A new method for constructing Cliﬀord algebra-valued orthogonal polynomials in the open **unit** **ball** of Euclidean space is presented. In earlier research, we only dealt with scalar-valued weight functions. Now the class of weight functions involved is enlarged to encompass Clif- ford algebra-valued functions. The method consists in transforming the orthogonality re- lation on the open **unit** **ball** into an orthogonality relation on the real axis by means of the so-called Cliﬀord-Heaviside functions. Consequently, appropriate orthogonal polynomi- als on the real axis give rise to Cliﬀord algebra-valued orthogonal polynomials in the **unit** **ball**. Three speciﬁc examples of such orthogonal polynomials in the **unit** **ball** are discussed, namely, the generalized Cliﬀord-Jacobi polynomials, the generalized Cliﬀord-Gegenbauer polynomials, and the shifted Cliﬀord-Jacobi polynomials.

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Through this paper, B is the **unit** **ball** of the n-dimensional complex Euclidean space C n , S is the boundary of B . We denote the class of all holomorphic functions, with the compact-open topology on the **unit** **ball** B by H( B ). For any z = (z 1 , z 2 , . . . , z n ), w = (w 1 , w 2 , . . . , w n ) ∈ C n , the inner product is defined by hz, wi = z 1 w 1 + . . . + z n w n , and write |z| =

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∆ = , where Q x ( ) is an arbitrary polynomial are constructed. On this base in [9] polynomial solution of the Dirichlet boundary value problem and a generalized third boundary value problem for the Poisson's equation are constructed. In [10] the Dirichlet boundary value problem for the biharmonic equation in the **unit** **ball** Ω is considered. In [16] solvability conditions of the Neumann boundary value problem for the biharmonic equation in the **unit** **ball** are given and its polynomial solution is constructed. The present paper is a continuation of those investigations for the 3 -harmonic equation ∆ 3 u x ( ) = Q x ( ) in the **unit** **ball** Ω . It hopefully allows to solve the Dirichlet problem for the polyharmonic equation in Ω . It is necessary to mention the papers [12-13] devoted to this research area.

If ϕ has a fixed point inside the **ball**, Theorem 2.5 gives the spectrum. Therefore, we compute the spectrum when ϕ has no fixed point inside the **unit** **ball**. We will denote the composition of ϕ with itself n times by ϕ n , that is, ϕ n = ϕ ◦ ϕ ◦ ··· ◦ ϕ (n times). Now, we give the last theorem of this paper.

(4.4) when r < | z | < 1 and | ϕ(z) | ≤ δ. From (3.1), (4.3), and (4.4), the result follows. Theorem 4.2. Suppose that ϕ is an analytic self-map of the **unit** **ball**, u ∈ H(B), 0 < p, q < ∞ , φ is normal on [0, 1), and uC ϕ : H(p,q,φ) → H α ∞ is bounded. Then uC ϕ : H(p,q,φ) → H α,0 ∞

[3] I. C. Gohberg and M. G. Kre˘ın, Introduction to the Theory of Linear Nonselfadjoint Oper- ators, translated from the Russian by A. Feinstein. Translations of Mathematical Monographs, vol. 18, American Mathematical Society, Rhode Island, 1969. [4] R. Grza´ slewicz, Exposed points of the **unit** **ball** of ᏸ(H), Math. Z. 193 (1986), no. 4, 595–596. [5] J. R. Holub, On the metric geometry of ideals of operators on Hilbert space, Math. Ann. 201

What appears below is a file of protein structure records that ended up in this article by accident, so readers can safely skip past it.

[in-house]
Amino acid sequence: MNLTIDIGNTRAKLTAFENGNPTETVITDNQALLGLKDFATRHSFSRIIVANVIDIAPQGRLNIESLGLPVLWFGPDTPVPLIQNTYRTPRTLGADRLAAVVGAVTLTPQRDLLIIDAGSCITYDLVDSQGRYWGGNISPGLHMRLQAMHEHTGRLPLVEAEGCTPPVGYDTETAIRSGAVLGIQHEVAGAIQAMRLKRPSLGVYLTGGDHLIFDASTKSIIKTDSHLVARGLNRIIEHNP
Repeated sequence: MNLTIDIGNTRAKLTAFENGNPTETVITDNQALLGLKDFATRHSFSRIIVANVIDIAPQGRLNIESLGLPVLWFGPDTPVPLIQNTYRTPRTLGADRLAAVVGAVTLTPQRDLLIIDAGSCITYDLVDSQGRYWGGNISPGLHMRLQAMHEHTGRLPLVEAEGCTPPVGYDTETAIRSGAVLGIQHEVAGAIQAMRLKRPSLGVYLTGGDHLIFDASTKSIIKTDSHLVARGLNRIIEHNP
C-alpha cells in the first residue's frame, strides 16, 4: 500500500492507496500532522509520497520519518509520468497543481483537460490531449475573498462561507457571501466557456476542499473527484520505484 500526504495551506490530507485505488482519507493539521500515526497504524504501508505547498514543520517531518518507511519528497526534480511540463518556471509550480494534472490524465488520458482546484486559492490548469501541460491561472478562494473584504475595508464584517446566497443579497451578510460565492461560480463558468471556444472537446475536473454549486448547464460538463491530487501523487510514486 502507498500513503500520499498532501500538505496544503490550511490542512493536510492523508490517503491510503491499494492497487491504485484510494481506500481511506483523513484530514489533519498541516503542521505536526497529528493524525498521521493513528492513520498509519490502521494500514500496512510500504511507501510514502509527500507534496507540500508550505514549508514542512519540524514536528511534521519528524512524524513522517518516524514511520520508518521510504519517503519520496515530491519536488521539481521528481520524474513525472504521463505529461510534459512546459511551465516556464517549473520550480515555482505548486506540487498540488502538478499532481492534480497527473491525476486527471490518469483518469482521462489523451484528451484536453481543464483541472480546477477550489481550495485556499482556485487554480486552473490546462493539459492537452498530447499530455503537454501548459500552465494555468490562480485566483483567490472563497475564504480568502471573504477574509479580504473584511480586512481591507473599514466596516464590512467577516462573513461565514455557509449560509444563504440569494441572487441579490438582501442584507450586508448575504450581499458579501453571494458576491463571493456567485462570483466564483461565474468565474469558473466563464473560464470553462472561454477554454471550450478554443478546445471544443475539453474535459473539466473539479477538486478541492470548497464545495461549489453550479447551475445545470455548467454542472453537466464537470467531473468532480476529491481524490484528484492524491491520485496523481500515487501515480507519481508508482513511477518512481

The space Fp, q, s, introduced by Zhao in 1, is known as the general family of function spaces. For appropriate parameter values p,q, and s, Fp, q, s coincides with several classical function spaces. For instance, let D be the **unit** disk in C, Fp, q, s B q2/p if 1 < s < ∞ see 2, where B α , 0 < α < ∞, consists of those analytic functions f in D for

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As is well known, in any infinite-dimensional Banach space one may find fixed point free self-maps of the **unit** **ball**, retractions of the **unit** **ball** onto its boundary, contractions of the **unit** sphere, and nonzero maps without positive eigenvalues and normalized eigen- vectors. In this paper, we give upper and lower estimates, or even explicit formulas, for the minimal Lipschitz constant and measure of noncompactness of such maps.

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In the next section, we will prove that there is an equivalence between the kernel convergence and the convergence on compact sets of biholomorphic mappings on the **unit** **ball** B which satisfy the growth result (1.1). In the last section, we will obtain some consequences of this result in the case of the ker- nel convergence and the convergence on compact sets of normalized starlike and normalized convex mappings on B. Also, we will prove that there is an equivalence between the notions of a Loewner chain, which satisﬁes a certain normality condition, and kernel convergence.

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Several important non-linear optimization problems were investigated with very successful out- come by studying properties of subspaces whose **unit** **ball** is a proximinal or densely **ball** remotal set [16-18]. It turns out that Banach spaces whose dual is isometric to L 1 (µ) for some positive measure µ is a rich domain to solve various deep questions arising here. In such spaces any M -deal is **ball** proximinal and they are also densely **ball** remotal in several natural situations. These questions are more amenable when the subspace under consideration is of finite codimension. A deep analysis in terms of norm attaining functionals led to the result that if the bi-annihilator of a subspace of finite codimension is strongly **ball** proximinal only at the points of the given space, then it is strongly **ball** proximinal [66].